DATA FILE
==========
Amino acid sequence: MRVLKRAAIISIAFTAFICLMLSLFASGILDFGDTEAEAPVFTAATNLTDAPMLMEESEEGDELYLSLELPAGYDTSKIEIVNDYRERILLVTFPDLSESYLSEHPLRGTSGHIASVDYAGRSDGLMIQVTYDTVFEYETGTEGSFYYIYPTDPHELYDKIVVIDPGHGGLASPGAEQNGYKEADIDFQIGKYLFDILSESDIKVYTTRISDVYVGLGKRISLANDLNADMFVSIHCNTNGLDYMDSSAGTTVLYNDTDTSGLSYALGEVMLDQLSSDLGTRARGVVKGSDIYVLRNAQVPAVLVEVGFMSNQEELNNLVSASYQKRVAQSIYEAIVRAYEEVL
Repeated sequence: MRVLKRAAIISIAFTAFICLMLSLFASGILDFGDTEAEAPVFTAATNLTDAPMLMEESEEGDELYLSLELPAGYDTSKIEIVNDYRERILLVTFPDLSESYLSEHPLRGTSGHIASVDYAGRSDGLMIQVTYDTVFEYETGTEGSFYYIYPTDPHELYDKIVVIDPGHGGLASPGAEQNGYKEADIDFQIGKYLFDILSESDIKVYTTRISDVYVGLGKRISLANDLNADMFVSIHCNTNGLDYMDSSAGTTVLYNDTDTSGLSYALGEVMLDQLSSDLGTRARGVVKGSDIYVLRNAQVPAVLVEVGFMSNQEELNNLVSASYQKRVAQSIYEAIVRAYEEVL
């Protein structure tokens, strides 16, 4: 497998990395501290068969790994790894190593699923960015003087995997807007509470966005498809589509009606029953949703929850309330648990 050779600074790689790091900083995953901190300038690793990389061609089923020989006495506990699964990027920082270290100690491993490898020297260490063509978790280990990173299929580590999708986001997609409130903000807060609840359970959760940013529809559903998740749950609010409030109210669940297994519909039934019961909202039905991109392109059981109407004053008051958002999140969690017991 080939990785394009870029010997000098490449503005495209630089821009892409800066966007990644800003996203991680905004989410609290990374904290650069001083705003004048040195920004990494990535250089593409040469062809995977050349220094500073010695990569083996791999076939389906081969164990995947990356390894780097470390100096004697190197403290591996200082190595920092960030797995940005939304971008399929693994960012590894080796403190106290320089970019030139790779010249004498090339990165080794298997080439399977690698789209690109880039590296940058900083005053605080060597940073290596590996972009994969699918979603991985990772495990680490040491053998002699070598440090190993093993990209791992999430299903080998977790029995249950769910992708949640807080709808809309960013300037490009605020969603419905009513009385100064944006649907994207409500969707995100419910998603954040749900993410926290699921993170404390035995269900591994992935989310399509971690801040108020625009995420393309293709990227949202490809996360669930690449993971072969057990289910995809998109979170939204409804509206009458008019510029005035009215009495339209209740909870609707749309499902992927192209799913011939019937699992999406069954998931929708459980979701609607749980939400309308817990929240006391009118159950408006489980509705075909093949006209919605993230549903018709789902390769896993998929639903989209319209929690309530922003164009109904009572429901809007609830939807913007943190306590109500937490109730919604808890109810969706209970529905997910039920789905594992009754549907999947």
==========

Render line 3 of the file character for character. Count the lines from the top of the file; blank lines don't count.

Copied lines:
């Protein structure tokens, strides 16, 4: 497998990395501290068969790994790894190593699923960015003087995997807007509470966005498809589509009606029953949703929850309330648990 050779600074790689790091900083995953901190300038690793990389061609089923020989006495506990699964990027920082270290100690491993490898020297260490063509978790280990990173299929580590999708986001997609409130903000807060609840359970959760940013529809559903998740749950609010409030109210669940297994519909039934019961909202039905991109392109059981109407004053008051958002999140969690017991 080939990785394009870029010997000098490449503005495209630089821009892409800066966007990644800003996203991680905004989410609290990374904290650069001083705003004048040195920004990494990535250089593409040469062809995977050349220094500073010695990569083996791999076939389906081969164990995947990356390894780097470390100096004697190197403290591996200082190595920092960030797995940005939304971008399929693994960012590894080796403190106290320089970019030139790779010249004498090339990165080794298997080439399977690698789209690109880039590296940058900083005053605080060597940073290596590996972009994969699918979603991985990772495990680490040491053998002699070598440090190993093993990209791992999430299903080998977790029995249950769910992708949640807080709808809309960013300037490009605020969603419905009513009385100064944006649907994207409500969707995100419910998603954040749900993410926290699921993170404390035995269900591994992935989310399509971690801040108020625009995420393309293709990227949202490809996360669930690449993971072969057990289910995809998109979170939204409804509206009458008019510029005035009215009495339209209740909870609707749309499902992927192209799913011939019937699992999406069954998931929708459980979701609607749980939400309308817990929240006391009118159950408006489980509705075909093949006209919605993230549903018709789902390769896993998929639903989209319209929690309530922003164009109904009572429901809007609830939807913007943190306590109500937490109730919604808890109810969706209970529905997910039920789905594992009754549907999947």